So, as I write and look at my counters covered in overflowing baskets of eggs, and all I can think is “Wow, the egg strike is over; what am I going to do with all these eggs?!”

What is your favorite way to use extra eggs? Do you sell them? Do you give them away? Or do you find ways to store the eggs for the next slow season? We would love to hear if your hen’s egg strike is over and how you plan for the next one!

Jane James March 9th, 2016

I have a 2 day bantam I hatched, and it seems now she has imprinted on my husband. All she does is chirp and chirp until my husband holds her and she stops or coos. I hold her and she shakes and tries to get out of my hand. Is this what is called imprinting?
Right now she is under his beard chirping away. So cute

Lissa March 11th, 2016

Yes, she has probably imprinted on him–how adorable! But keep in mind that just because she has imprinted on him, that doesn’t mean she can’t learn you’re safe and affectionate, too. You may just have to make a little more effort than he will. Do check to make sure that she is plenty warm in her brooder, though. At 2 days old, she needs to have access to 95 degree brooder temperatures (dropping by five degrees or so each week until she is fully feathered and has acclimated to ambient temperatures in your area). Chicks will chirp and chirp if they’re cold, too. It could be that your husband has warmer hands–and he most certainly has a warmer beard than you do!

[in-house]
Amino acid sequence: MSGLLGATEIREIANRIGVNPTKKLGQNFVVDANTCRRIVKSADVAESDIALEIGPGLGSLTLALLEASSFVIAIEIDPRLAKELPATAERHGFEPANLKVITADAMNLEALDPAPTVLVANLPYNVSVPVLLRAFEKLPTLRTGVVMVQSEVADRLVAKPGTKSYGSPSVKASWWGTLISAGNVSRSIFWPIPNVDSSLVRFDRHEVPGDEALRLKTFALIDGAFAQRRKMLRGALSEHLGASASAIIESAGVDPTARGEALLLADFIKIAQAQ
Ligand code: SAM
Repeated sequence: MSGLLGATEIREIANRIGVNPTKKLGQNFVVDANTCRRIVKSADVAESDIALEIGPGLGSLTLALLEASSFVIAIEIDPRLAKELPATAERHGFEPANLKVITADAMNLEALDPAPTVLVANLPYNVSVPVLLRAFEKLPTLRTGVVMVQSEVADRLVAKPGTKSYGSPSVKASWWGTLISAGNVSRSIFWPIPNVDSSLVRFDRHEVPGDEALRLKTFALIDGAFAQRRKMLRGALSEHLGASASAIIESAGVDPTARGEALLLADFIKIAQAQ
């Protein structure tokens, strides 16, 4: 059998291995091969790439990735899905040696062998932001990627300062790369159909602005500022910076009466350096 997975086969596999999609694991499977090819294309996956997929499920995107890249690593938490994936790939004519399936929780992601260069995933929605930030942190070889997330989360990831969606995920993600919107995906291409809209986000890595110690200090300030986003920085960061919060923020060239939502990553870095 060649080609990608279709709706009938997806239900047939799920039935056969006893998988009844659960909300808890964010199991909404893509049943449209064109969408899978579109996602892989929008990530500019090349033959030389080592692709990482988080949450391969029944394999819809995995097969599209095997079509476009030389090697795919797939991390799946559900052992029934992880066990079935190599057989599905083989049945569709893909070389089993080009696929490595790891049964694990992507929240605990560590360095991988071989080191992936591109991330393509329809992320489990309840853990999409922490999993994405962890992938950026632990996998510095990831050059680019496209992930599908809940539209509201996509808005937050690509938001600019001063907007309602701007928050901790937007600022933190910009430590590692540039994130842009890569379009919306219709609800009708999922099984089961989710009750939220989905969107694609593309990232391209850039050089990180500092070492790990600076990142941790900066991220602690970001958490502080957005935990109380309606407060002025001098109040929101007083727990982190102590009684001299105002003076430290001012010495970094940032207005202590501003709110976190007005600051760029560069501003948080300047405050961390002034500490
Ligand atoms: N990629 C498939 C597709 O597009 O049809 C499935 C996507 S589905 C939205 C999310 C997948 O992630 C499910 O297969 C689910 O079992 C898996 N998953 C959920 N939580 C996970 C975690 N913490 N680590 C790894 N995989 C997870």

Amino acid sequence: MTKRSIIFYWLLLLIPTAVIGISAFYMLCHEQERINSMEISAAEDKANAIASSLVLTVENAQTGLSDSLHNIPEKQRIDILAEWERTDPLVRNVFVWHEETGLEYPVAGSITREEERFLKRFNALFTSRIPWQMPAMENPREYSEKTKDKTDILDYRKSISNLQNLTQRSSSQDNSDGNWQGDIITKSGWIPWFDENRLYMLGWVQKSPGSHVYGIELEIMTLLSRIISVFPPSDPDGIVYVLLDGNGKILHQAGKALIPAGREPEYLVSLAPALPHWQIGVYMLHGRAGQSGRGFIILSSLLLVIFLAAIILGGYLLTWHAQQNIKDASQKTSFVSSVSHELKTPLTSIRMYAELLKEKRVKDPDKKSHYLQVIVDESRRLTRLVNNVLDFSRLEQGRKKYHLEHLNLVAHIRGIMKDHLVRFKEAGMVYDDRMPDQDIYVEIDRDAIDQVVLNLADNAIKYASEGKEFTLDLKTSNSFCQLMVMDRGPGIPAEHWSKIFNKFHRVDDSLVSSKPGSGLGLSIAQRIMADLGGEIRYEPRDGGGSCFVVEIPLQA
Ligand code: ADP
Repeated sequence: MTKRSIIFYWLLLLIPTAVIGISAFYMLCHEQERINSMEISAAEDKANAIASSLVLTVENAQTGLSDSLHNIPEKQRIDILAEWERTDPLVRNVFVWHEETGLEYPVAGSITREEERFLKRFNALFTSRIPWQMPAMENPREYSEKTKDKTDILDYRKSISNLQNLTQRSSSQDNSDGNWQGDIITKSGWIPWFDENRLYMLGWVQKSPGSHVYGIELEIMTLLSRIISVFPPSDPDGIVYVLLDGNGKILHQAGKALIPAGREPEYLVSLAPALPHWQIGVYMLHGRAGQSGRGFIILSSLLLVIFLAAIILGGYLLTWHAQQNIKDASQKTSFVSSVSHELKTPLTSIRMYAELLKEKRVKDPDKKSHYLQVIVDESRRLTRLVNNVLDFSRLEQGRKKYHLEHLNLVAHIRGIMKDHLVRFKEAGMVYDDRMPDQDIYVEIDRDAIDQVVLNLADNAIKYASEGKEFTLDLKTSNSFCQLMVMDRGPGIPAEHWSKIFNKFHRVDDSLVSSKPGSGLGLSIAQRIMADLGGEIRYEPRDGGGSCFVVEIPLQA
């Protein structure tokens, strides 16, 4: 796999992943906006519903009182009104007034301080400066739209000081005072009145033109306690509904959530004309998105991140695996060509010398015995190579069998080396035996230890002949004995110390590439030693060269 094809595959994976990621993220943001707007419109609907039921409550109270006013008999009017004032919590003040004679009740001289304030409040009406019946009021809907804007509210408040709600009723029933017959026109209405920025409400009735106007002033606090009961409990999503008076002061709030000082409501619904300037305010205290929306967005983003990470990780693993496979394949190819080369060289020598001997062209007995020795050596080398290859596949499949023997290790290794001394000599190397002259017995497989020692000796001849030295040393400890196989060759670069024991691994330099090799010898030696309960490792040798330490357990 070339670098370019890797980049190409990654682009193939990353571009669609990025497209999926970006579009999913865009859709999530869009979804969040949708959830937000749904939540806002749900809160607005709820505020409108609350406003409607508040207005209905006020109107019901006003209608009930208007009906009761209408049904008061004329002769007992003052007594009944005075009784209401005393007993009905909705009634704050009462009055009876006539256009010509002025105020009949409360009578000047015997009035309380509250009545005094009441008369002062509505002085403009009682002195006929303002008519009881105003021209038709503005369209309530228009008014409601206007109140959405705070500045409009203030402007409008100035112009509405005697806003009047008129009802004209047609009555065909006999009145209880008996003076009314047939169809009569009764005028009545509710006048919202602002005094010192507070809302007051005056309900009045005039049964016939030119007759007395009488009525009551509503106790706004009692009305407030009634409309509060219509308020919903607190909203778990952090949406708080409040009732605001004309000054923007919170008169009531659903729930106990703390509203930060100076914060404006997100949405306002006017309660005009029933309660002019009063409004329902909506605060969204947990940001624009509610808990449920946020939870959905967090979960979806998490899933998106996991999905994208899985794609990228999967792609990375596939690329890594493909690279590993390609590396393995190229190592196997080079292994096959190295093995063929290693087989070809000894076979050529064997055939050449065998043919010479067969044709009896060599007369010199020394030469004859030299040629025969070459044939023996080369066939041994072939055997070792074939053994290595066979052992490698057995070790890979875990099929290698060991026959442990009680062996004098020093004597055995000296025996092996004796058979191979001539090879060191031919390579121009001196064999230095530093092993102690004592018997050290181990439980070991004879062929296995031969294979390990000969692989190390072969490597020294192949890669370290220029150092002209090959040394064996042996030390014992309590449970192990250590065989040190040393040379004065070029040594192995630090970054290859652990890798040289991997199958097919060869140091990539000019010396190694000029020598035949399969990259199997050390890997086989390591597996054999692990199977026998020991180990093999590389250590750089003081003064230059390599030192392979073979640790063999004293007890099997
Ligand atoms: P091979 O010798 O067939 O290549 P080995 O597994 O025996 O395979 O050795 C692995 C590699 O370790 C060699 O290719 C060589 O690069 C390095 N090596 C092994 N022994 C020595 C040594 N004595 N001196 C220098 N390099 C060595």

Rare Breed Poultry March 28th, 2016

Great blog, I love to make Chinese style tea eggs, they look like dragon eggs and the children can;t get enough of them XX

Amy March 29th, 2016

Beautiful! We have been getting a good amount of eggs for a few weeks now and have some new layers. Finally have our rainbow of colors!!

Mike Bell April 1st, 2016

‘Concerning pecking, you said, “Make sure they have plenty of good, high protein layer feed–NOT scratch. (Scratch is too low protein; a diet high in scratch/corn is likely to cause picking.)” I give mine more than they need (or want) because when they’ve all have had their fill, the finches and doves swoop in and clean it up. They get fed twice a day early morning and early evening and I always throw a cup or 2 of scratch in too. Mostly they eat the wheat out of the scratch and then move to the layer feed. So is this okay as there generally isn’t too much pecking, (no bald spots any way)?’

Lissa April 1st, 2016

Mike, we generally recommend feeding your chickens free choice. This is because of the way a chicken’s digestive system works. They can only eat as much at once as their crops will hold (see the illustration at that link). So ideally, they should be able to fill their crops with high-protein feed anytime they need it, and then forage for grasses and so forth (natural supplements!) during the day. Another reason you probably don’t want to feed in a way that attracts finches and doves to eat leftovers is because wild birds can bring in illnesses. Now this doesn’t necessarily mean that it’s going to be an apocalyptic disease! But even if they bring in mites or lice, that is problematic (and severe infestations can actually be fatal). We have to be honest that it’s probably not the ideal way to feed your flock for a couple reasons. Luckily, you are not experiencing pecking at this time, so that’s great! If you plan to continue feeding this way, please take special care to watch for signs of illness or pecking.